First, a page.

A low-energy formula diet followed for 12 weeks leads to greater weight loss, insulin reduction and HbA1c improvement in insulin-dependent type 2 diabetes compared to gold-standard NHS care, according to new research.
The study, conducted at Imperial College, London, used data from 20 people with type 2 diabetes to draw its conclusions. The participants were divided into one of two groups: one group followed a low-energy formula diet (808-836kcal/day) diet, the other followed NHS gold-standard care (600kcal deficit diet – 1,400kcal/day for women, 1,900kcal/day for men).
The low-energy formula group lost substantially more weight than the NHS group. They also lowered their insulin dosage. In the low-calorie group, HbA1c levels went down by an average of 11.3mmol/mol, compared to 7mmol/mol in the NHS group.
“This is a very interesting study that builds on existing research, looking at the role a low-calorie diet can play in the management of type 2 diabetes,” said Anna Morris, Interim Director or Research at Diabetes UK. “Importantly, the researchers are focusing specifically on the effects of a low-calorie diet in those with type 2 diabetes who are already taking insulin.
“This study is being presented at our Diabetes Professional Conference this week, and we look forward to learning more about the results once they have been published in a scientific journal. As always, for those with type 2 diabetes who are taking insulin and considering making any major dietary changes, please speak to a healthcare professional, as you will need support to adjust your insulin doses.”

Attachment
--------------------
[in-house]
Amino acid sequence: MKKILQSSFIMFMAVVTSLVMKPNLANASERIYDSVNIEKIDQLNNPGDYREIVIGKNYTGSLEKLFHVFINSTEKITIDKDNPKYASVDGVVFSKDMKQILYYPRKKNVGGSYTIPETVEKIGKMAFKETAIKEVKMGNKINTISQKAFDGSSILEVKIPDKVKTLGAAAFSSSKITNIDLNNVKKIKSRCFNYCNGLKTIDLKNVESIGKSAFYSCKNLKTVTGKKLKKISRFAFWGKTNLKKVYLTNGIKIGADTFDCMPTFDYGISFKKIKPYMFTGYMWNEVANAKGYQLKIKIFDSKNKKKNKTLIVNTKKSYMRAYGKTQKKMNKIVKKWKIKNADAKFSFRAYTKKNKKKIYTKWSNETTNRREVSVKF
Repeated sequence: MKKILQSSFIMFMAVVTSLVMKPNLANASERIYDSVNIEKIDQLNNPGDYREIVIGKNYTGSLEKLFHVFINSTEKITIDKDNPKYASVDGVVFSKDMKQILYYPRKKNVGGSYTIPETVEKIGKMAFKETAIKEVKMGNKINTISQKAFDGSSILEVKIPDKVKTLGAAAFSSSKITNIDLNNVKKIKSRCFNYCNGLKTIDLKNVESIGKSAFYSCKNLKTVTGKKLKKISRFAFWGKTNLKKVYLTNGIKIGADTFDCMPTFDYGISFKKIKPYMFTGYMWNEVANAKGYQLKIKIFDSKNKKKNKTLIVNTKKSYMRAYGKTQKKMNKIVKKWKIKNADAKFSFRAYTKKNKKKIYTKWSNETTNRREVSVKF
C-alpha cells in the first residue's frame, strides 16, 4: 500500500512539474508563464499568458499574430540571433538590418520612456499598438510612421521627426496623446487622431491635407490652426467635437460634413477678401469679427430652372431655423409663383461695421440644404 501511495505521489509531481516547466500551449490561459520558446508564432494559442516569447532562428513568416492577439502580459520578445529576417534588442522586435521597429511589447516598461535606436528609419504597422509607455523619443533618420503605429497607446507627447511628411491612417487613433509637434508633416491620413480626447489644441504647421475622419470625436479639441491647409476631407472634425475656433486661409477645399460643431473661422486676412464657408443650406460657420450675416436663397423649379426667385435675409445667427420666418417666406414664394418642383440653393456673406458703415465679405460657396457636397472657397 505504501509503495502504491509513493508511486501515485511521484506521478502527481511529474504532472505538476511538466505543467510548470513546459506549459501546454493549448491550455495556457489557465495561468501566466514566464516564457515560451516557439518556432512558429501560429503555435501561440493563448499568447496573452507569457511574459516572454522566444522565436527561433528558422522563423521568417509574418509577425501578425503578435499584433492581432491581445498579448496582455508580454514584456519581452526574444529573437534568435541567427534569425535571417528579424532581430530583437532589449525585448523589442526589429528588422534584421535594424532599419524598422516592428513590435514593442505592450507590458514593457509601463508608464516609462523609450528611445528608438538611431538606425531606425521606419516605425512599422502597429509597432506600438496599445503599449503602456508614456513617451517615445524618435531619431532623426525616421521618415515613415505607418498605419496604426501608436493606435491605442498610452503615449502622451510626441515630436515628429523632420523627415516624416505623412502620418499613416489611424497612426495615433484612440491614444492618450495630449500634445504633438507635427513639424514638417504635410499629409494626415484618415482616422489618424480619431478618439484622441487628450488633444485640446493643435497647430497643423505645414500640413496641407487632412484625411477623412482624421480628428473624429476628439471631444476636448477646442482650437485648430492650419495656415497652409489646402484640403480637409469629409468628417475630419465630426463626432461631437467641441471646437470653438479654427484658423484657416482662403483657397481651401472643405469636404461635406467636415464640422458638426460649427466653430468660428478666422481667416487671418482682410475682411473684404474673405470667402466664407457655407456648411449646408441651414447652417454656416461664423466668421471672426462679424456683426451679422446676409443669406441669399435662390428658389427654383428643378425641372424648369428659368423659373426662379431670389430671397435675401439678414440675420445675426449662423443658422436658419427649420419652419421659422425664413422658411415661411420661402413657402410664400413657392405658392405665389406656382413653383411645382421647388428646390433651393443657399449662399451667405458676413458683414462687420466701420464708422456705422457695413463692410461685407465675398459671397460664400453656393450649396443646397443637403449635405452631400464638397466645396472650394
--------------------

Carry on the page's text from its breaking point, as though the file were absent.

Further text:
Very Low-calorie diets have been proven to have significant short-term benefits for people with type 2 diabetes, such as those described in this study; however, the study did not review long-term outcomes.
Participants on the low-energy diet were taking in much fewer calories than the gold-standard group so it is not surprising that they experience lower insulin doses and a significantly reduced HbA1c. How the participants in each group fared once they stopped after 12 weeks is a key question but further research will be needed to answer this.
The study was part-funded by Cambridge Weight Pla, which also provided the low-energy formula diet products.

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